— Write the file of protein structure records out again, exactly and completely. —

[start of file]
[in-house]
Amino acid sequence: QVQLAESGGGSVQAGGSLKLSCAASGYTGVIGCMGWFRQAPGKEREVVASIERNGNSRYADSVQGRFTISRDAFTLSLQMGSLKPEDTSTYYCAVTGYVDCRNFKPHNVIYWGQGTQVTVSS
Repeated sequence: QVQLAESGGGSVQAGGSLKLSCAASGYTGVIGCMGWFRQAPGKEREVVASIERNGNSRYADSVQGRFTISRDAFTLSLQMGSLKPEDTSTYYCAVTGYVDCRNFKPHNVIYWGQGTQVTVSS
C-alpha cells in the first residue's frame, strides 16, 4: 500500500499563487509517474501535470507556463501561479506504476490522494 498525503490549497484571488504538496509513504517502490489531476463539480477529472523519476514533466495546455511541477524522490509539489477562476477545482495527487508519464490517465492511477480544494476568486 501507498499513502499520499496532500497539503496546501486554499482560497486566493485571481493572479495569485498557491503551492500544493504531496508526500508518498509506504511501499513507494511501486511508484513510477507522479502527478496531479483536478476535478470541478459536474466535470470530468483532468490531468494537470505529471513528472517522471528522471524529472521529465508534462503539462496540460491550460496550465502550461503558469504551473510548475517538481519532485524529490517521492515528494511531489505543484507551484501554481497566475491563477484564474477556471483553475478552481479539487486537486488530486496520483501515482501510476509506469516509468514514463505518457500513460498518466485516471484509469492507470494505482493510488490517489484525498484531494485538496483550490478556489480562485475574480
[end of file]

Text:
[in-house]
Amino acid sequence: QVQLAESGGGSVQAGGSLKLSCAASGYTGVIGCMGWFRQAPGKEREVVASIERNGNSRYADSVQGRFTISRDAFTLSLQMGSLKPEDTSTYYCAVTGYVDCRNFKPHNVIYWGQGTQVTVSS
Repeated sequence: QVQLAESGGGSVQAGGSLKLSCAASGYTGVIGCMGWFRQAPGKEREVVASIERNGNSRYADSVQGRFTISRDAFTLSLQMGSLKPEDTSTYYCAVTGYVDCRNFKPHNVIYWGQGTQVTVSS
C-alpha cells in the first residue's frame, strides 16, 4: 500500500499563487509517474501535470507556463501561479506504476490522494 498525503490549497484571488504538496509513504517502490489531476463539480477529472523519476514533466495546455511541477524522490509539489477562476477545482495527487508519464490517465492511477480544494476568486 501507498499513502499520499496532500497539503496546501486554499482560497486566493485571481493572479495569485498557491503551492500544493504531496508526500508518498509506504511501499513507494511501486511508484513510477507522479502527478496531479483536478476535478470541478459536474466535470470530468483532468490531468494537470505529471513528472517522471528522471524529472521529465508534462503539462496540460491550460496550465502550461503558469504551473510548475517538481519532485524529490517521492515528494511531489505543484507551484501554481497566475491563477484564474477556471483553475478552481479539487486537486488530486496520483501515482501510476509506469516509468514514463505518457500513460498518466485516471484509469492507470494505482493510488490517489484525498484531494485538496483550490478556489480562485475574480